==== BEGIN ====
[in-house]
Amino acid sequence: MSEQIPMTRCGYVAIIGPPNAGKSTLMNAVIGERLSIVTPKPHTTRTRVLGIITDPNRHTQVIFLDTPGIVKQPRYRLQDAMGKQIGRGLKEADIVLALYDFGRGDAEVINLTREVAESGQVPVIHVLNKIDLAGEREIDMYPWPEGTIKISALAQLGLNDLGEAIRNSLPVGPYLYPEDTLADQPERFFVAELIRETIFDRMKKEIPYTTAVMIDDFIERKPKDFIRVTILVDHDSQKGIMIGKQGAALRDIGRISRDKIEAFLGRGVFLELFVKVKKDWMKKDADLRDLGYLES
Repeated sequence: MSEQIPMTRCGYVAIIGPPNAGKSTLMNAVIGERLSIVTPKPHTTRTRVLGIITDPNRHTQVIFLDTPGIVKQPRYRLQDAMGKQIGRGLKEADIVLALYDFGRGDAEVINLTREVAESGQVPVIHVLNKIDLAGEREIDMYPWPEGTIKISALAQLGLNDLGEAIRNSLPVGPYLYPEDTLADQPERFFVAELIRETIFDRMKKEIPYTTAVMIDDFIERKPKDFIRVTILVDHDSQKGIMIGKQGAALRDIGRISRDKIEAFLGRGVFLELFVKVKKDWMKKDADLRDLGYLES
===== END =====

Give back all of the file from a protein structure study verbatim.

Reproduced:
[in-house]
Amino acid sequence: MSEQIPMTRCGYVAIIGPPNAGKSTLMNAVIGERLSIVTPKPHTTRTRVLGIITDPNRHTQVIFLDTPGIVKQPRYRLQDAMGKQIGRGLKEADIVLALYDFGRGDAEVINLTREVAESGQVPVIHVLNKIDLAGEREIDMYPWPEGTIKISALAQLGLNDLGEAIRNSLPVGPYLYPEDTLADQPERFFVAELIRETIFDRMKKEIPYTTAVMIDDFIERKPKDFIRVTILVDHDSQKGIMIGKQGAALRDIGRISRDKIEAFLGRGVFLELFVKVKKDWMKKDADLRDLGYLES
Repeated sequence: MSEQIPMTRCGYVAIIGPPNAGKSTLMNAVIGERLSIVTPKPHTTRTRVLGIITDPNRHTQVIFLDTPGIVKQPRYRLQDAMGKQIGRGLKEADIVLALYDFGRGDAEVINLTREVAESGQVPVIHVLNKIDLAGEREIDMYPWPEGTIKISALAQLGLNDLGEAIRNSLPVGPYLYPEDTLADQPERFFVAELIRETIFDRMKKEIPYTTAVMIDDFIERKPKDFIRVTILVDHDSQKGIMIGKQGAALRDIGRISRDKIEAFLGRGVFLELFVKVKKDWMKKDADLRDLGYLES